A Streetcar Named Desire
by Tennessee Williams
Lights and the Paper Lantern
Symbolism, Imagery, Allegory
Blanche makes a big deal out of never being seen in direct light. She uses a paper lantern like a shield to block out the strong light of the naked bulb in the Kowalski apartment. The obvious conclusion is that she’s getting older and doesn’t want anyone – particularly Mitch – to see that she’s no longer a girl of sixteen. Actually, Mitch says it best: "I don’t think I ever seen you in the light. That’s a fact! [..] You never want to go out in the afternoon. […] You never want to go out till after six and then it’s always some place that’s not lighted much. […] What it means is I’ve never had a real good look at you" (9.28-36).
Of course, if you want to get fancy, you might argue that Blanche is hiding more than just the fine lines around her mouth. We know that she’s ashamed of her behavior in Laurel and desperate to hide her past from Mitch. Is it possible that she’s manifesting this desire to hide in a physical way? Probably.
We get another layer of meaning to this lights business when Blanche discusses her former husband, Allan. She describes falling in love as though "you suddenly turned a blinding light on something that had always been half in shadow, that’s how it struck the world for me" (6.120). When she caught him with another man, later confronted him, and discovered his suicide, she claims that "the searchlight which had been turned on the world was turned off again and never for one moment since has there been any light that’s stronger than this — kitchen — candle…" (6.120).
In short, what she’s saying is that being in love illuminated the world for her. When her husband died, the world was in darkness again. What does this have to do with the paper lantern? Plenty. What we see now is that shielding the harsh light isn’t just about blocking Blanche from the plain view of the world – it’s also about blocking the world from Blanche’s eyes. She doesn’t want to see it. She doesn’t want to deal with reality. Does that sound like a Major Point in Blanche’s character? Good, because it is. (Read her "Character Analysis" for more.)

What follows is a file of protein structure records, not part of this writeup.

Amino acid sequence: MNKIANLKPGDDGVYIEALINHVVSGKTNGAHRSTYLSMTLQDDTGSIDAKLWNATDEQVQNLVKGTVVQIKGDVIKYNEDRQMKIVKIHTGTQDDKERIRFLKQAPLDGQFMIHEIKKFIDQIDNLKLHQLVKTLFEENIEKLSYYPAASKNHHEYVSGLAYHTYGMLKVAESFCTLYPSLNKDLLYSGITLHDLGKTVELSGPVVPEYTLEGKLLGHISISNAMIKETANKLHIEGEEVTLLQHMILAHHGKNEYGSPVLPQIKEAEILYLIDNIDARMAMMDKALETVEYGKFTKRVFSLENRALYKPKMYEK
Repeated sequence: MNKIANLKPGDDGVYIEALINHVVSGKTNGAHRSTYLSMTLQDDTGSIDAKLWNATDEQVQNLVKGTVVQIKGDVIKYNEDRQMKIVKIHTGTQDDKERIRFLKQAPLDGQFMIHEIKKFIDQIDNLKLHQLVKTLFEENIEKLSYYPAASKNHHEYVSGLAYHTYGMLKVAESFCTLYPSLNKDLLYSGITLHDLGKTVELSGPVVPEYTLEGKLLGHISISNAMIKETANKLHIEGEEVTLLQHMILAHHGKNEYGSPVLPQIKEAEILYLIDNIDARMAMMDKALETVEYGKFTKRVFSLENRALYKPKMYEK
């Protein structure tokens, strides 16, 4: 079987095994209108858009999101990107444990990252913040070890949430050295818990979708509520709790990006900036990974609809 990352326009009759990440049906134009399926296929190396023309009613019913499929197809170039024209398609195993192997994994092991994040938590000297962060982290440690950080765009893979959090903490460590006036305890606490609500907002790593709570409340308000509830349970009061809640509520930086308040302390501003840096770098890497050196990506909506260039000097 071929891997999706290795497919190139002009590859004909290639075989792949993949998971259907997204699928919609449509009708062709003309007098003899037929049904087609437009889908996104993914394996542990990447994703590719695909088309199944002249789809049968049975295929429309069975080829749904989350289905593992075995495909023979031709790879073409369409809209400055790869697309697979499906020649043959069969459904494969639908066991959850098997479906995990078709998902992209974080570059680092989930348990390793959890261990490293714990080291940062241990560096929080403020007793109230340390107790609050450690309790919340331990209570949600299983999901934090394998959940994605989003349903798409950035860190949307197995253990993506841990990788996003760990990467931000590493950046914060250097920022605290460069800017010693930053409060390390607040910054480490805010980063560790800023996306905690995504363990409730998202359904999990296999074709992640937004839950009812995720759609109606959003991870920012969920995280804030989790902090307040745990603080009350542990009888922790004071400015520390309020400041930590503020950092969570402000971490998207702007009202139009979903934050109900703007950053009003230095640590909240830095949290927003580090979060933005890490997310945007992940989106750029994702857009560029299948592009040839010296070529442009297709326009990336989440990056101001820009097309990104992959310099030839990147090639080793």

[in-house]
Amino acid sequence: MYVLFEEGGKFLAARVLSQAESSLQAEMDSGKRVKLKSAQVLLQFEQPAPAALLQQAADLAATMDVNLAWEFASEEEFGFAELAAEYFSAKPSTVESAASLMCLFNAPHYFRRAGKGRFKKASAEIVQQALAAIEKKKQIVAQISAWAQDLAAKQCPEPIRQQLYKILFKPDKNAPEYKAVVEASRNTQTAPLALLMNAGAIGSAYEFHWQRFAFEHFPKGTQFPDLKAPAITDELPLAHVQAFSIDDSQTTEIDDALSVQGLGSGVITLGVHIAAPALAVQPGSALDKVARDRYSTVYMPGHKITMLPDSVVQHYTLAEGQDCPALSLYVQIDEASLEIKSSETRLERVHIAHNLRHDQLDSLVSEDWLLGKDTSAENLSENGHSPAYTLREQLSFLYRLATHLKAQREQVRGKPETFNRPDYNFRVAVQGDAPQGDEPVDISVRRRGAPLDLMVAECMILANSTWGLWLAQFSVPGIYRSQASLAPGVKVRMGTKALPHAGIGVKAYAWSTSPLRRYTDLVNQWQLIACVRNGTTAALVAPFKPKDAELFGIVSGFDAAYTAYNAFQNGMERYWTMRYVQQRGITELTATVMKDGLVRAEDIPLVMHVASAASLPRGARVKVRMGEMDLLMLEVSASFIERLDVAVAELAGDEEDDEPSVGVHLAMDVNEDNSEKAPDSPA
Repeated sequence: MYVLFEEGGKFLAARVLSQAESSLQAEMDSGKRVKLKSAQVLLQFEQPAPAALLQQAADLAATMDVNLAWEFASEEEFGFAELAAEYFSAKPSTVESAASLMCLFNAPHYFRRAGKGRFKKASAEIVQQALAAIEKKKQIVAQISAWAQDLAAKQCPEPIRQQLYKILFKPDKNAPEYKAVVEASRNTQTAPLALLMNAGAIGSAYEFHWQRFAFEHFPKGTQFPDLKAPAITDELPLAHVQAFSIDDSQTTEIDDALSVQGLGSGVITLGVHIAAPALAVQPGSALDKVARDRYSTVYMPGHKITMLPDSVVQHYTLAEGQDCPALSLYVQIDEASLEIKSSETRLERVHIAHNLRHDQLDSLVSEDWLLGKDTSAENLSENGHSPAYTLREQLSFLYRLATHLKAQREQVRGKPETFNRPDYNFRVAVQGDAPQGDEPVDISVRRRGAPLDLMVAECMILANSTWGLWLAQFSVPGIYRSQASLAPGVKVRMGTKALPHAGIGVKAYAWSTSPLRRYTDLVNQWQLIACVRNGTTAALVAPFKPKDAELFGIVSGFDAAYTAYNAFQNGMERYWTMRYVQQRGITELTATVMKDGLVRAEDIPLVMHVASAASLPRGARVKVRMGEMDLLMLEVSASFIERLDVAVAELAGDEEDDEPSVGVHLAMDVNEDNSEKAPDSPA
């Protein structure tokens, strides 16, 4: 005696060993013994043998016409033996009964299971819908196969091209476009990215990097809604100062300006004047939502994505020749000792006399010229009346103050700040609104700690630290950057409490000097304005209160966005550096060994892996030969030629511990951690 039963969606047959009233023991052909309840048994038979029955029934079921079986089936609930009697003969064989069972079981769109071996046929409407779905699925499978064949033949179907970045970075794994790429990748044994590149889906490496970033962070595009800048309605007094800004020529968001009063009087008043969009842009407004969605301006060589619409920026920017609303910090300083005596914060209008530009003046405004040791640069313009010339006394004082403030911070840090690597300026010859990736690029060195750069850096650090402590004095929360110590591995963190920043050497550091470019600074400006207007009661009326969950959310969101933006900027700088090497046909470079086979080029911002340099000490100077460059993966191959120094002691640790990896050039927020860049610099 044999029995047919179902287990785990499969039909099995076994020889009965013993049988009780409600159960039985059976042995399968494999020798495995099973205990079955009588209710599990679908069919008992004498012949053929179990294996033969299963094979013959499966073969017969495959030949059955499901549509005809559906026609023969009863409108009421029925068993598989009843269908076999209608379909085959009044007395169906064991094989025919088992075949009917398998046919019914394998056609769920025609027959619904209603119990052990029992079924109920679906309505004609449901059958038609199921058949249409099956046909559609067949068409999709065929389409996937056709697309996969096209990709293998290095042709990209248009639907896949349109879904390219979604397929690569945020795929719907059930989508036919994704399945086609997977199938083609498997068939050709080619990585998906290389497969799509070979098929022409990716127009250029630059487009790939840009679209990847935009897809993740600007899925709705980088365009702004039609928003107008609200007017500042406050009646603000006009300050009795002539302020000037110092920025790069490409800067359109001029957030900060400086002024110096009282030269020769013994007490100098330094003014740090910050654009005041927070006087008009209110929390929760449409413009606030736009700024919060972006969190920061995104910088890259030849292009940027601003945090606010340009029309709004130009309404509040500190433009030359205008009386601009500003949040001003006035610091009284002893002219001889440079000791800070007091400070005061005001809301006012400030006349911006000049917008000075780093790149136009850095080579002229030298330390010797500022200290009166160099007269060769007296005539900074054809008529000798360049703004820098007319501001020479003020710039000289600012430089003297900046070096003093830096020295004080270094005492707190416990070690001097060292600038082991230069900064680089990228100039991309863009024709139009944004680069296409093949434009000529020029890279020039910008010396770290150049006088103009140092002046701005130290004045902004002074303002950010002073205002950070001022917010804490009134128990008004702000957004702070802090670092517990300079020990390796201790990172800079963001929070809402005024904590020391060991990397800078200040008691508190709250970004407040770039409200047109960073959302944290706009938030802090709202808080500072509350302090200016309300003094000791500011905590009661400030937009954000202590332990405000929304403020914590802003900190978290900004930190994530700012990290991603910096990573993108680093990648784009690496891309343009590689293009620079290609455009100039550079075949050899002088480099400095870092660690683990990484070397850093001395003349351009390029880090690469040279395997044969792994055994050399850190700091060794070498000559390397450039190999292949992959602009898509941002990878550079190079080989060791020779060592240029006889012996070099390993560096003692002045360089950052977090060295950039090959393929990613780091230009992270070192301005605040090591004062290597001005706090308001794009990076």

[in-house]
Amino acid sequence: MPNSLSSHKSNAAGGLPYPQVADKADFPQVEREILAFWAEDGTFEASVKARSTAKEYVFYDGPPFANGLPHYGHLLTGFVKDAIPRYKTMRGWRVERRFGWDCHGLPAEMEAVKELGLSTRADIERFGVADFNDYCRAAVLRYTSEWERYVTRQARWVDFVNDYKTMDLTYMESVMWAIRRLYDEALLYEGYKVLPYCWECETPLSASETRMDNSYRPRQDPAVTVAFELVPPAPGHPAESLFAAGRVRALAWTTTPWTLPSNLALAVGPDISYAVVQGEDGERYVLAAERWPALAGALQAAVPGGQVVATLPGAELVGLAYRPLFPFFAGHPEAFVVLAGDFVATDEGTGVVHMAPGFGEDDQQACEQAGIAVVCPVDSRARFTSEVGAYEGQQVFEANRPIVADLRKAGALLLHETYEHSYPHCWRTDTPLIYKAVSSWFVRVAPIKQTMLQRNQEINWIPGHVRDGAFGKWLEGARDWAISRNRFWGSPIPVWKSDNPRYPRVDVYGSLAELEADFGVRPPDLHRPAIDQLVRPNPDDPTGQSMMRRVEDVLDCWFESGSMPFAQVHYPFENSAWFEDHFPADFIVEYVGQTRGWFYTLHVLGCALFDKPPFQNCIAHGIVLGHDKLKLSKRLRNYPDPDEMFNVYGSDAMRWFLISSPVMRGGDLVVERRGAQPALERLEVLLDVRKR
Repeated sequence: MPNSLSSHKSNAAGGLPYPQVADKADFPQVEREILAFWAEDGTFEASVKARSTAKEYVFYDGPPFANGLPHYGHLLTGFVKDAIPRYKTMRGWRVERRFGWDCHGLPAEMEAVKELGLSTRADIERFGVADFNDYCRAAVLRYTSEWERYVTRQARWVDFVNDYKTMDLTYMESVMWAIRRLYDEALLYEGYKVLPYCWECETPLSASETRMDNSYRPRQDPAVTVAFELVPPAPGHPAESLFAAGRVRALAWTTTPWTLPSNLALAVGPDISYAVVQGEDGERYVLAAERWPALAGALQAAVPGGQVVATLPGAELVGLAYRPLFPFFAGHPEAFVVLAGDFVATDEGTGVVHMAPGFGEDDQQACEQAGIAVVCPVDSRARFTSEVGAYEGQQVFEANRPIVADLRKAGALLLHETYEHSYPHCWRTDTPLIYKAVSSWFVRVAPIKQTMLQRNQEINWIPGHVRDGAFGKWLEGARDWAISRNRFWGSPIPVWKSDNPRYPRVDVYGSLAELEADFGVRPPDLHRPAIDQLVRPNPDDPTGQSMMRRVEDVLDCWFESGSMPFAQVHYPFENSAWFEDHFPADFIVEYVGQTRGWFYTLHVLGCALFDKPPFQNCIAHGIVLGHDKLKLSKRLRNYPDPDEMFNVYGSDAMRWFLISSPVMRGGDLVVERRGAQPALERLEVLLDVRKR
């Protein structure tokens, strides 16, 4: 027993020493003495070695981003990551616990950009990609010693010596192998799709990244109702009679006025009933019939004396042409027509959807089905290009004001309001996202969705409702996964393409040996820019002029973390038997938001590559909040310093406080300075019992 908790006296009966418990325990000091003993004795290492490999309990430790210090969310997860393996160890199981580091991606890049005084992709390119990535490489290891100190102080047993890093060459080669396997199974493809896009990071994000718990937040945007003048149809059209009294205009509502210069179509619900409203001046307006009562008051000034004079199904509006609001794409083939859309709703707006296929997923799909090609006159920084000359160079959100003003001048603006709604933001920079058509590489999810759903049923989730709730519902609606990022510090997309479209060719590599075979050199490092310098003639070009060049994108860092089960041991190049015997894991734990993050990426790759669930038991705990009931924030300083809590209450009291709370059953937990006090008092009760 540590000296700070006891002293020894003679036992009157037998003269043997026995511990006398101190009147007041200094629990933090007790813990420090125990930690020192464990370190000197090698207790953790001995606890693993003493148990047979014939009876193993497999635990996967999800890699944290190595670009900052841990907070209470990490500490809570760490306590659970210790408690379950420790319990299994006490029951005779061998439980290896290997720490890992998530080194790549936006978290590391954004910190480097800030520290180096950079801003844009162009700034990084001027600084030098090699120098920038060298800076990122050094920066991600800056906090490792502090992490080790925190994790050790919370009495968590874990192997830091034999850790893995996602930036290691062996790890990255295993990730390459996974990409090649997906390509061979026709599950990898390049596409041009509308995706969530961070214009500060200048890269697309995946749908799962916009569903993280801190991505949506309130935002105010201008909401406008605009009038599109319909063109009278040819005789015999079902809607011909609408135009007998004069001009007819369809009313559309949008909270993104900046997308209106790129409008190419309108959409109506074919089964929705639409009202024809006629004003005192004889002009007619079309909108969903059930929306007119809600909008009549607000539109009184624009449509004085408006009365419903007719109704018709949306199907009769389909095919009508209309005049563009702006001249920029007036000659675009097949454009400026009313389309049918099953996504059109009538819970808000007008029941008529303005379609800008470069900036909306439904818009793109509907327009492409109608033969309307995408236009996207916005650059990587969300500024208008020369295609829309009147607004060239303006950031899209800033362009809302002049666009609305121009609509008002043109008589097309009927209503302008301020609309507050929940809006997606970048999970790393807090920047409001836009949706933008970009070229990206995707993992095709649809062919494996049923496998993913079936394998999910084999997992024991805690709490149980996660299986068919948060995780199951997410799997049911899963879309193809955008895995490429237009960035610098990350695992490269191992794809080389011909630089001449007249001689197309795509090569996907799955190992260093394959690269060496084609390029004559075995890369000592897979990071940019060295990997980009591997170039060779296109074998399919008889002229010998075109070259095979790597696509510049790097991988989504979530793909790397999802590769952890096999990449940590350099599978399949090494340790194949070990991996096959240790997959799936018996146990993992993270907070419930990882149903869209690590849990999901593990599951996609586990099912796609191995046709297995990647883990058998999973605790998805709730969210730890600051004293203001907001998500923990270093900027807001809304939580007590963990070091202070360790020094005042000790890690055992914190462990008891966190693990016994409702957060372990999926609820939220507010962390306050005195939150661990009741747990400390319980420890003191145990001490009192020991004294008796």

Blanche also uses light imagery to describe the benefits of poetry, music, and art – in contrast to what she considers to be Stanley’s primitive nature. She tells Stella, "There has been some progress since then! Such things as art—as poetry and music—such kinds of new light have come into the world since then! […] In this dark march […] don’t — don’t hang back with the brutes!" (4.118). It’s fitting that things like art and poetry are described the same way as love for Blanche – as forms of light penetrating the darkness of the world. Remember, she’s an English teacher, and her idea of love is an incredibly romanticized, poetic, artful one.
The last prong of this light imagery has to do with Stanley. We couldn’t help but notice that he describes the sex with his wife as "having them colored lights going" (8.55). He uses this phrasing twice, actually, which should draw your attention. It’s important that while light was a form of love for Blanche, it’s innuendo for sex for Stanley. It’s also important that the lights are colored, which is in contrast to Blanche (whose name means "white"). See "Tools of Characterization" for more discussion of this color business.